With that in mind, UNDP’s research advocates for a progressive and gradual response to reforms. It includes analysis of success stories gathered from several countries across regions as well offering a ‘toolkit’ for policymakers to support fossil fuel subsidy and energy pricing reforms. The toolkit allows for a phased approach that is just and equitable and includes income protection and compensation for less advantaged groups.
“When we consider how we are going to pay for the fight against climate change, fossil fuel subsidies mean that we are effectively starting at a point of minus US 423 billion dollars,” added Achim Steiner. “Reform is not easy and the transition to clean energy presents a range of difficult challenges in many countries. Indeed, each country needs to take their own path. But we also know that we must move away from these energy sources that are contributing to our planet’s decline. Ending financial support for them in a way that is fair and equitable is a critical element of that transition. The recent IPCC report, which the UN Secretary-General described as a ‘code red’ for humanity, shows that only the most ambitious climate action will limit global warming to1.5 degree Celsius. This is what science dictates is needed to avoid a climate catastrophe.”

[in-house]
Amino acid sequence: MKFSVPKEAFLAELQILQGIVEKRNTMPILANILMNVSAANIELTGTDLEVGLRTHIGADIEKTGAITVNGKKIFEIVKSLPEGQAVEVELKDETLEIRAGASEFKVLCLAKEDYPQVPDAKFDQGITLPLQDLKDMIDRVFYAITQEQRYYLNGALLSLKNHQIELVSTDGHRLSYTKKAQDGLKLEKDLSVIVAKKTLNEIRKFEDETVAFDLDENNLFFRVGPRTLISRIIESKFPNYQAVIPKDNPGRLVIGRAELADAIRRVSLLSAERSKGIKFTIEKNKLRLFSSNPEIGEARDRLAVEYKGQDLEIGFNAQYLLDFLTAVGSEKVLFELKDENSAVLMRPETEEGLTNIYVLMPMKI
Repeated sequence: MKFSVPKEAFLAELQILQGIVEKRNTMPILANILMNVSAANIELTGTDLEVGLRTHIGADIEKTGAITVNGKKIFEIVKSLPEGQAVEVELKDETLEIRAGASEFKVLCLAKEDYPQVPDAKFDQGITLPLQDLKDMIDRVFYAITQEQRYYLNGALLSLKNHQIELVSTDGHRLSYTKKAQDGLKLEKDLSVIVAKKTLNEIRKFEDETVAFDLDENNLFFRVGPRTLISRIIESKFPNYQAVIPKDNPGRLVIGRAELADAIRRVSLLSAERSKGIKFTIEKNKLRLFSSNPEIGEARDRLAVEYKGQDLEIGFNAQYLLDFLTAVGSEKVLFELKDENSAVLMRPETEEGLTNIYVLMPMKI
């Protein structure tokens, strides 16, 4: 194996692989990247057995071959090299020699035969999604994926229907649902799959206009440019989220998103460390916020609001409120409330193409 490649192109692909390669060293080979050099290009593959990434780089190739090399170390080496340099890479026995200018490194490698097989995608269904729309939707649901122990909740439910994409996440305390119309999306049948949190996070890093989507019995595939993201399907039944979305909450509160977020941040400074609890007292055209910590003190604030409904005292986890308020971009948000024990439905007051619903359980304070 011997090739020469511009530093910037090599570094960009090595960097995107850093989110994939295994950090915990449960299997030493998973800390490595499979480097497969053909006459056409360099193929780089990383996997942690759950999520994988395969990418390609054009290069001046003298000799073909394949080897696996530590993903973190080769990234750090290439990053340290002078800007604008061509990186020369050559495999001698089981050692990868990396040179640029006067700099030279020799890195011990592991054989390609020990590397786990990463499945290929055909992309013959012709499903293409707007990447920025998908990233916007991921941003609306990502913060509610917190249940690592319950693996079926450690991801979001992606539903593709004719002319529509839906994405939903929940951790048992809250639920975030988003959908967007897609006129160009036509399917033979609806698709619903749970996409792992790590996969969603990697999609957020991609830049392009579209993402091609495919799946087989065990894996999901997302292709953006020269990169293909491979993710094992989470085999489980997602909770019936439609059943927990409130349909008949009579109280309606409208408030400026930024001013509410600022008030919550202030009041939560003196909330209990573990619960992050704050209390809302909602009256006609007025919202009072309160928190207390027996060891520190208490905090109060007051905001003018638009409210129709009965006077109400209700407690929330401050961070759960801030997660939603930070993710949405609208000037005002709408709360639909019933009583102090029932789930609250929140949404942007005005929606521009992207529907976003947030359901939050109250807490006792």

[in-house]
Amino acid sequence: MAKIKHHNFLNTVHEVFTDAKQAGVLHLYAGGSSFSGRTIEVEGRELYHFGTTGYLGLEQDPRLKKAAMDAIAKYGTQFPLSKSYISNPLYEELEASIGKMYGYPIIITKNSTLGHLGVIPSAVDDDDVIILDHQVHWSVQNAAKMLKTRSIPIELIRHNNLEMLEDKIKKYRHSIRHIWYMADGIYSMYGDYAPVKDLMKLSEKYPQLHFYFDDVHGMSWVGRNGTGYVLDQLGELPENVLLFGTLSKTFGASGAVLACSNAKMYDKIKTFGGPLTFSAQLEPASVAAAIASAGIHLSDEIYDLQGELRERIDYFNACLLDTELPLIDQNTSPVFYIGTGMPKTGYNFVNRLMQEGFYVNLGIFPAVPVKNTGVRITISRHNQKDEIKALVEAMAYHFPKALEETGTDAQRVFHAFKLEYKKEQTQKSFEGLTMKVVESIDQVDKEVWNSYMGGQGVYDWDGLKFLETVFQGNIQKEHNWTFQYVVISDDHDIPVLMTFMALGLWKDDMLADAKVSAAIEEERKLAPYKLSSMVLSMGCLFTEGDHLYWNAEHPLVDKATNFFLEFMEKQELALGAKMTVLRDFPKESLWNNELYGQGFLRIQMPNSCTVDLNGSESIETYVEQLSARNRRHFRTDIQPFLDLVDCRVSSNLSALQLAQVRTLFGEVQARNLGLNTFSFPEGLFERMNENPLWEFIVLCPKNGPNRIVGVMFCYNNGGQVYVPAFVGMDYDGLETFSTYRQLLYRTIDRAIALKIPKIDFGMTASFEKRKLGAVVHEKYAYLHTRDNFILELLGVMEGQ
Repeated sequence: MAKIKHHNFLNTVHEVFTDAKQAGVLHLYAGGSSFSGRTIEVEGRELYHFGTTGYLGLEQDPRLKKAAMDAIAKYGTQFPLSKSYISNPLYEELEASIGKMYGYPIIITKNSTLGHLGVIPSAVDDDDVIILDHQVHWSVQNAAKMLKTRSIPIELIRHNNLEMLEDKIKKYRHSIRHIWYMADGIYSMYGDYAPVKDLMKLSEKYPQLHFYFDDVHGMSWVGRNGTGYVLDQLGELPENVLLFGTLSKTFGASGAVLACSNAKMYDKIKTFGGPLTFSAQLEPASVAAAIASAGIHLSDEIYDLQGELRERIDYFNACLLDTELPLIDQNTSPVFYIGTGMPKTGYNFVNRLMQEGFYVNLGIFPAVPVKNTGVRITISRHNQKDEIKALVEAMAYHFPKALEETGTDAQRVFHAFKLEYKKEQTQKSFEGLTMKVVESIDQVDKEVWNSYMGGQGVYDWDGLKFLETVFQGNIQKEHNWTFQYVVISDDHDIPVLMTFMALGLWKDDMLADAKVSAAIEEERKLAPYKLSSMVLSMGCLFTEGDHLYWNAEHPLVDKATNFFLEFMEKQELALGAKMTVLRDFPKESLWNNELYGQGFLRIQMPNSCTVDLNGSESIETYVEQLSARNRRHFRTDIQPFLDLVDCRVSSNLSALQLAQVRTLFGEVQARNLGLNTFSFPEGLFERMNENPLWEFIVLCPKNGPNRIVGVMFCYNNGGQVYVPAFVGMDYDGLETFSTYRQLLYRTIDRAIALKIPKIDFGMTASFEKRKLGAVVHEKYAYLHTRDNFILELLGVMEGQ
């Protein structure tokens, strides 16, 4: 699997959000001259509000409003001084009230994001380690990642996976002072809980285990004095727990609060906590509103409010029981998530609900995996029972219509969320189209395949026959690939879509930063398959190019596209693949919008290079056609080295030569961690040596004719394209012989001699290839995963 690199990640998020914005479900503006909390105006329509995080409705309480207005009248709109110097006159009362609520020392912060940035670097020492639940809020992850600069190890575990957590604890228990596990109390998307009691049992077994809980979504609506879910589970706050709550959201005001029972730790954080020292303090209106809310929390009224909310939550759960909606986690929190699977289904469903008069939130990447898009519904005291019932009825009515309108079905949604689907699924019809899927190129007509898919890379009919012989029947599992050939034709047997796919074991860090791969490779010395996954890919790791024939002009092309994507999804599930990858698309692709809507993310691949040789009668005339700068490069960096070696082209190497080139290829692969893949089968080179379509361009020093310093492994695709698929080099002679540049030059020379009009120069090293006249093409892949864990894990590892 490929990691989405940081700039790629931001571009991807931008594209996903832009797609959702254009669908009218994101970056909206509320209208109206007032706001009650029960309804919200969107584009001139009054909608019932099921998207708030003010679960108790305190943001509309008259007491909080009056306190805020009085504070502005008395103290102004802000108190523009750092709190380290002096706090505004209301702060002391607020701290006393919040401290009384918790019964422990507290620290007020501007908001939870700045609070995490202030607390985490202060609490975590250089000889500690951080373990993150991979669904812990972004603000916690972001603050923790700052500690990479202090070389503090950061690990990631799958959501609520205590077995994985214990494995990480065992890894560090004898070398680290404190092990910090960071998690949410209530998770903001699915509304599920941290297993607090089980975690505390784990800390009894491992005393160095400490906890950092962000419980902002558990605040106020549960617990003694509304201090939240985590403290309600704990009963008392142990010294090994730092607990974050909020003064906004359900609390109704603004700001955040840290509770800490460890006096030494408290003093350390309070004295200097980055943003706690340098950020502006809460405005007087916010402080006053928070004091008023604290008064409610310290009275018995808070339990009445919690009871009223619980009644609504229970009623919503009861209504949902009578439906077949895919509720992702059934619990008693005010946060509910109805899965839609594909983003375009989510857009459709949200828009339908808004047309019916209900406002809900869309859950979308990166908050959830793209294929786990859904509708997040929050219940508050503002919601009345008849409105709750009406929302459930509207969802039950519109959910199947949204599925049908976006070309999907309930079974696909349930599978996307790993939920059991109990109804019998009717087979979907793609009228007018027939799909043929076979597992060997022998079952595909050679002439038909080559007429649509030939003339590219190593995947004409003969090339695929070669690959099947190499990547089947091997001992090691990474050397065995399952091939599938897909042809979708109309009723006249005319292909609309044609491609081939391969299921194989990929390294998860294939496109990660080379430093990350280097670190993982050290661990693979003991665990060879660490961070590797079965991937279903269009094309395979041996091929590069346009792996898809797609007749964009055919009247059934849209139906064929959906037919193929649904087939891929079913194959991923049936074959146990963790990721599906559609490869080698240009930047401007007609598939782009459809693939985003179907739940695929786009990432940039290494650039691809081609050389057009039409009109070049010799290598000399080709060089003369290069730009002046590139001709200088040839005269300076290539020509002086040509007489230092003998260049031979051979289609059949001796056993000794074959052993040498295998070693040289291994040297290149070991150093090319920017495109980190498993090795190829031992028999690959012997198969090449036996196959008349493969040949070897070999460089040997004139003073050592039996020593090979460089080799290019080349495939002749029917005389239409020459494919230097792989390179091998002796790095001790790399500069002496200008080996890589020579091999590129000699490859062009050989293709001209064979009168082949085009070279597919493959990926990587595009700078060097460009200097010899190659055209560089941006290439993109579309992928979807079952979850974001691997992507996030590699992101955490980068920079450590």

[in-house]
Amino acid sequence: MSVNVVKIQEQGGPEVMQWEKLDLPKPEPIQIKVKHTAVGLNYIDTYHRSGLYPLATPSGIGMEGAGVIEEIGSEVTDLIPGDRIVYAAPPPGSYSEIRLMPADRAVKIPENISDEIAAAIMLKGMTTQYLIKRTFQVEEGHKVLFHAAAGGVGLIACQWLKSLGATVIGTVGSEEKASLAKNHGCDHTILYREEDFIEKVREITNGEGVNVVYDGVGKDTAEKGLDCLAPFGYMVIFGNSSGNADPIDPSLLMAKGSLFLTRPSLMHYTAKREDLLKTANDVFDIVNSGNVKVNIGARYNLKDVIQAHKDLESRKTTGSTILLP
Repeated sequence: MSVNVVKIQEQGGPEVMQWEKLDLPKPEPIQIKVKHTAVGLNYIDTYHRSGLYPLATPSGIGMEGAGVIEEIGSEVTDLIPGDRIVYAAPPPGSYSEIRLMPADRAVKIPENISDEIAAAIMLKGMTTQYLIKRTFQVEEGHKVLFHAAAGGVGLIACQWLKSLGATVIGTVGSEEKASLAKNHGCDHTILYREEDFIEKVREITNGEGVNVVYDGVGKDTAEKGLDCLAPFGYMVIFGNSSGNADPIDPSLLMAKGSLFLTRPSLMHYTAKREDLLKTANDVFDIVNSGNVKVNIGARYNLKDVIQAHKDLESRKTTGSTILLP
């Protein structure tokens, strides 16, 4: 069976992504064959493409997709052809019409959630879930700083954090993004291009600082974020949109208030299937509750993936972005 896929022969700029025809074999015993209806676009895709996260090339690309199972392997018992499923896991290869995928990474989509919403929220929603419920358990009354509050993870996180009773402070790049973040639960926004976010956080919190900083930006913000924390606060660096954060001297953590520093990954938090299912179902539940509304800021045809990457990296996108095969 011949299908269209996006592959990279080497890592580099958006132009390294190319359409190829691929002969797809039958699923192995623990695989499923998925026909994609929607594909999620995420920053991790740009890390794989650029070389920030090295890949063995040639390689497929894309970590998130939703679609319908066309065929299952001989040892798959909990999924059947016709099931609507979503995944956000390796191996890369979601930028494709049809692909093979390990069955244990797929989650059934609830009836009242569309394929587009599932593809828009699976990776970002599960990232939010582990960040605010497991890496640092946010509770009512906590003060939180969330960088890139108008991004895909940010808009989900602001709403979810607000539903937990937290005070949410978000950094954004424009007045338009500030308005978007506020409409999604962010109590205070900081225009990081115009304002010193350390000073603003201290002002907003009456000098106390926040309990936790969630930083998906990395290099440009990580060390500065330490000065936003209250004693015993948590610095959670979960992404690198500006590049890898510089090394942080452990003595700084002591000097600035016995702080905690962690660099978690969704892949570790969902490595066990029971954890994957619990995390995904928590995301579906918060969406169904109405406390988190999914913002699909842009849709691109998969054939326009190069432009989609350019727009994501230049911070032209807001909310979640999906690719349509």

The Don’t Choose Extinction campaign features a collective intelligence platform, the Global Mindpool, to help tackle the most important issues of our time. Linking insights from around the world - on the climate emergency, the crisis in nature and inequality – the Global Mindpool will support UNDP to better inform and equip policy makers in government, civil society, and the private sector.
For more information on the ‘Don’t Choose Extinction’ campaign, visit www.dontchooseextinction.com
UNDP is the leading United Nations organization fighting to end the injustice of poverty, inequality, and climate change. Working with our broad network of experts and partners in 170 countries, we help nations to build integrated, lasting solutions for people and planet.